Six Ways the Tonga Volcano Affected the Atmosphere | The Weather Channel - Articles from The Weather Channel | weather.com

Here are six things the #HungaTonga volcanic eruption did to the atmosphere:

Hungatonga

1/22/2022 12:18:00 AM

Here are six things the HungaTonga volcanic eruption did to the atmosphere:

Here's what the recent Hunga Tonga volcano eruption did to the atmosphere around the world. - Articles from The Weather Channel | weather.com

Volcanologists and meteorologists alike watched in awe as the Hunga Tonga-Hunga Haʻapai volcano erupted near the South Pacific country of Tonga last week.1. The Ash Plume Reached the MesosphereThe top of the plume was a relatively narrow column of volcanic material, likely located directly over the volcano. This feature, which somewhat resembles the top of a smashed witch's hat, is called an overshooting top in meteorology.

.(Nesdis/NOAA)(MORE:When something this intrusive enters three different layers of the atmosphere, you can be sure there will be ripples around the world.In the U.S., this shockwave first moved eastward from the Southwest toward the Northeast on Jan. 15. Then, the wave that was emitted westward from Tonga reached the eastern U.S. during the early-morning hours of Jan. 16.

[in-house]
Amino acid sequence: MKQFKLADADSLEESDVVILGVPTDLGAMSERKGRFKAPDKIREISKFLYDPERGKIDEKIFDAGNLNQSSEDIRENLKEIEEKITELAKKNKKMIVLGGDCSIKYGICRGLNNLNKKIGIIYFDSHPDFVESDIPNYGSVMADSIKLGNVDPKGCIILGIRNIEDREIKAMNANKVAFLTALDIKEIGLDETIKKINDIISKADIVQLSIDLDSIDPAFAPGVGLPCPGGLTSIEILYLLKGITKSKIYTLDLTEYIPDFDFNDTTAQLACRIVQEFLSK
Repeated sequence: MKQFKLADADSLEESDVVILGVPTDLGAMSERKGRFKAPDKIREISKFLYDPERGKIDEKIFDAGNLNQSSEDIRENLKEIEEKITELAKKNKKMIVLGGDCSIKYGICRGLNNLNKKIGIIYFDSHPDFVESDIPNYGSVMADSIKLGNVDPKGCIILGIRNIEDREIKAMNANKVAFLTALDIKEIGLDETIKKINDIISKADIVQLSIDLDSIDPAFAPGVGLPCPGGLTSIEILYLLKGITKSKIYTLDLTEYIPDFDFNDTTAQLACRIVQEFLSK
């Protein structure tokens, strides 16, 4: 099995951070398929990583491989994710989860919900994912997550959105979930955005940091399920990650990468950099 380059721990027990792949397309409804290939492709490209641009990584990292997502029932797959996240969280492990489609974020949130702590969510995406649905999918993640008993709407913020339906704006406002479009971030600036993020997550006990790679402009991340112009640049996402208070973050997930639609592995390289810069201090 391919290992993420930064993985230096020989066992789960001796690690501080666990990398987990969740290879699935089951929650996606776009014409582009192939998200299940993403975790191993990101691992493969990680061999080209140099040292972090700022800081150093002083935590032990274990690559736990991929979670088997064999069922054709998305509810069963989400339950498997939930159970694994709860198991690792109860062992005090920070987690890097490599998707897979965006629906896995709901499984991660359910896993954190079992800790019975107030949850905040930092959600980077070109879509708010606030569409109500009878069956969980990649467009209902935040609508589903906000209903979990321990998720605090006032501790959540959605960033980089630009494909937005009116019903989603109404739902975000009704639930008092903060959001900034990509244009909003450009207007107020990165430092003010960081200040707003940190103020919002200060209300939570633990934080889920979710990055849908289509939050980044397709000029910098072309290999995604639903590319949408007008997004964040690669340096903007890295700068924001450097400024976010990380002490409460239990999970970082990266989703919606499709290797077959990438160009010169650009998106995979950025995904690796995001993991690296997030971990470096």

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The Hunga Tonga volcano spread a shock wave around the world several times. The blast caused some clouds to form and others to dissipate. The eruptive plume pushed through three different layers of the atmosphere. Volcanologists and meteorologists alike watched in awe as the Hunga Tonga-Hunga Haʻapai volcano erupted near the South Pacific country of Tonga last week. The once-in-a-lifetime eruption was devastating for Tonga and spread a tsunami to the United States' Pacific coast, Japan and Peru, but scientists were also able to admire the power of this eruption unlike ever before. Here are a few ways that meteorologists were able to watch this eruption through the lens of the atmosphere: 1. The Ash Plume Reached the Mesosphere The eruption's initial blast caused the plume of ash and vapor to climb some 55 kilometers, or more than 34 miles, high into the atmosphere. Typically, air stops rising far below 60,000 feet, where air temperatures begin to warm and air loses its buoyancy. In this case, the upward force of the explosion combined with the heat of the plume allowed the vapor to rise to 180,000 feet. The top of the plume was a relatively narrow column of volcanic material, likely located directly over the volcano. This feature, which somewhat resembles the top of a smashed witch's hat, is called an overshooting top in meteorology. Below this overshooting top was a very wide canopy of clouds in the stratosphere, denoted by the umbrella marker in the tweet above . And still below this, in the typical weather portion of the Earth's atmosphere, a more milky vapor plume is shown in the troposphere. Layers of the Atmosphere (Nesdis/NOAA) This enormous plume cloud was very similar to the structure of a thunderstorm – on steroids. A severe thunderstorm's overshooting top can tower over 60,000 feet, a mere 120,000 feet shorter than the volcanic plume. (MORE: ) 2. Pressure Wave Circled the Globe Several Times When something this intrusive enters three different layers of the atmosphere, you can be sure there will be ripples around the world. Meteorologists and weather enthusiasts alike watched their local and home weather stations for several days earlier this week as pressure readings from their barometers jumped up and down by a couple of millibars at least three times. The shockwave was emitted from the South Pacific in circular rings immediately after the eruption. In the U.S., this shockwave first moved eastward from the Southwest toward the Northeast on Jan. 15. Then, the wave that was emitted westward from Tonga reached the eastern U.S. during the early-morning hours of Jan. 16. The westward-propagating portion of the pressure wave reached the U.S., circumnavigating the globe at nearly 700 mph, that following night. Initial waves traveled faster than the speed of sound, which caused sonic booms heard as far away as Alaska, nearly 6,000 miles away . This sort of pressure wave is not unprecedented. Krakatoa's 1883 mega eruption caused a pressure wave to , passing over some barometers as many as seven times. 3. Temperature Ripples Crossed the Pacific With the pressure wave crossing the Pacific Ocean, temperature fluctuations were also measured by the thermal infrared sounder onboard the Metop satellite in the upper troposphere or lower stratosphere. , the satellite measured these changes on Jan. 15, with temporary warming sensed likely as the wave descended into the atmosphere and causing the air to warm by compression. Advertisement Waves of blue are seen where the air was pushed upward and cooled by expansion. These temperature changes were not widespread and were not measured at any land-based site. 4. Extreme Lightning Discharge Lightning is a common sight with volcanic eruptions, but Hunga Tonga put on one amazing show when it erupted. The plume produced nearly